Decadal predictability of the Atlantic Ocean in a coupled GCM: forecast skill and optimal perturbations using Linear Inverse Modelling
Hawkins, E. and Sutton, R. T. (2009) Decadal predictability of the Atlantic Ocean in a coupled GCM: forecast skill and optimal perturbations using Linear Inverse Modelling. Journal of Climate, 22 (14). pp. 3960-3978. ISSN 1520-0442
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To link to this article DOI: 10.1175/2009JCLI2720.1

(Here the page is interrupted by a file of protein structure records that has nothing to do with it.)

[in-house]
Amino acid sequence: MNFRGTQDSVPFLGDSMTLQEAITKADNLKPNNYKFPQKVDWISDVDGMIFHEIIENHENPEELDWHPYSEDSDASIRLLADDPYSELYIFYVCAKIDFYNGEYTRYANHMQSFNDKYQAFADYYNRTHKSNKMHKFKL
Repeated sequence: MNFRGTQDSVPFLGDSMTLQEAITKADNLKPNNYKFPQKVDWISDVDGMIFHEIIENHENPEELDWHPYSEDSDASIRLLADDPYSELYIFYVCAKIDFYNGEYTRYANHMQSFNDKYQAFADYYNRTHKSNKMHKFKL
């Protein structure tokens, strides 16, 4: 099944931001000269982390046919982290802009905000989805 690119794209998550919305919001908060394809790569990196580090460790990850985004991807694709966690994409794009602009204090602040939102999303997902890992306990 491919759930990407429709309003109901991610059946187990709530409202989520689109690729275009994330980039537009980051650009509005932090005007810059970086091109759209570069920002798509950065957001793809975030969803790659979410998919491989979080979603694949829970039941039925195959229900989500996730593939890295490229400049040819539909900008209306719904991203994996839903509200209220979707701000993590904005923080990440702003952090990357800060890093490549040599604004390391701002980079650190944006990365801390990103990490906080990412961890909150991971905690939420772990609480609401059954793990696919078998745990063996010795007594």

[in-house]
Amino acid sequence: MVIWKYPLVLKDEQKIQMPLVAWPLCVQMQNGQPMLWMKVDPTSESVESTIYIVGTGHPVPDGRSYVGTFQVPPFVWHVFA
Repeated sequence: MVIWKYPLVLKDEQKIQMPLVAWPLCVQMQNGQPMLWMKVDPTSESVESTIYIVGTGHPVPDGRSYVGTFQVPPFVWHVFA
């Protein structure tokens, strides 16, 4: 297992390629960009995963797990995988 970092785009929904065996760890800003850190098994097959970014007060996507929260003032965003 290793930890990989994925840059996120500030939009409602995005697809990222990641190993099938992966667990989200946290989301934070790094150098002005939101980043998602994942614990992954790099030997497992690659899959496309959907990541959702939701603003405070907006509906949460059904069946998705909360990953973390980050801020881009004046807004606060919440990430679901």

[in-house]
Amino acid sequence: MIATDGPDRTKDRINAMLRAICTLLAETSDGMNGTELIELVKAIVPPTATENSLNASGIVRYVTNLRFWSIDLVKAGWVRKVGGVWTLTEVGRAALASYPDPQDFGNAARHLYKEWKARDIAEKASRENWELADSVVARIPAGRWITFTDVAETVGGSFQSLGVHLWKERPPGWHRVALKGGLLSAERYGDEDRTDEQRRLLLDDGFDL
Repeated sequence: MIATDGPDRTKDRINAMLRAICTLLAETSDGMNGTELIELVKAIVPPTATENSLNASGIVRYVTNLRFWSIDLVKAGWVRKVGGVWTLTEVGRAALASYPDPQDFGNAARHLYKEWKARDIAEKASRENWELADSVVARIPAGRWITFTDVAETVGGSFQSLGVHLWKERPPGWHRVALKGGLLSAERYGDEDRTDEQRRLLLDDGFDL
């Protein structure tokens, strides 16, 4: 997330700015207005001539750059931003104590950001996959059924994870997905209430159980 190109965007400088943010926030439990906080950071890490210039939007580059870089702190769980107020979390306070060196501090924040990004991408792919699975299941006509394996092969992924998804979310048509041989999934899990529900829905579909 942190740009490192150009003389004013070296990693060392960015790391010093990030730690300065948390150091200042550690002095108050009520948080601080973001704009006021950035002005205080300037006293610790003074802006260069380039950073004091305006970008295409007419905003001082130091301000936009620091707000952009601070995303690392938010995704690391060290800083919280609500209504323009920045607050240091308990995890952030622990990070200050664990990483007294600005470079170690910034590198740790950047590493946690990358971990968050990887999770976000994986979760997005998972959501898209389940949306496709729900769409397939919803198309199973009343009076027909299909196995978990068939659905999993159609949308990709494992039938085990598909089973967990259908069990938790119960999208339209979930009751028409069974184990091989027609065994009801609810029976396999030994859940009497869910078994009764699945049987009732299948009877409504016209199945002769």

The decadal predictability of three-dimensional Atlantic Ocean anomalies is examined in a coupled global climate model (HadCM3) using a Linear Inverse Modelling (LIM) approach. It is found that the evolution of temperature and salinity in the Atlantic, and the strength of the meridional overturning circulation (MOC), can be effectively described by a linear dynamical system forced by white noise. The forecasts produced using this linear model are more skillful than other reference forecasts for several decades. Furthermore, significant non-normal amplification is found under several different norms. The regions from which this growth occurs are found to be fairly shallow and located in the far North Atlantic. Initially, anomalies in the Nordic Seas impact the MOC, and the anomalies then grow to fill the entire Atlantic basin, especially at depth, over one to three decades. It is found that the structure of the optimal initial condition for amplification is sensitive to the norm employed, but the initial growth seems to be dominated by MOC-related basin scale changes, irrespective of the choice of norm. The consistent identification of the far North Atlantic as the most sensitive region for small perturbations suggests that additional observations in this region would be optimal for constraining decadal climate predictions.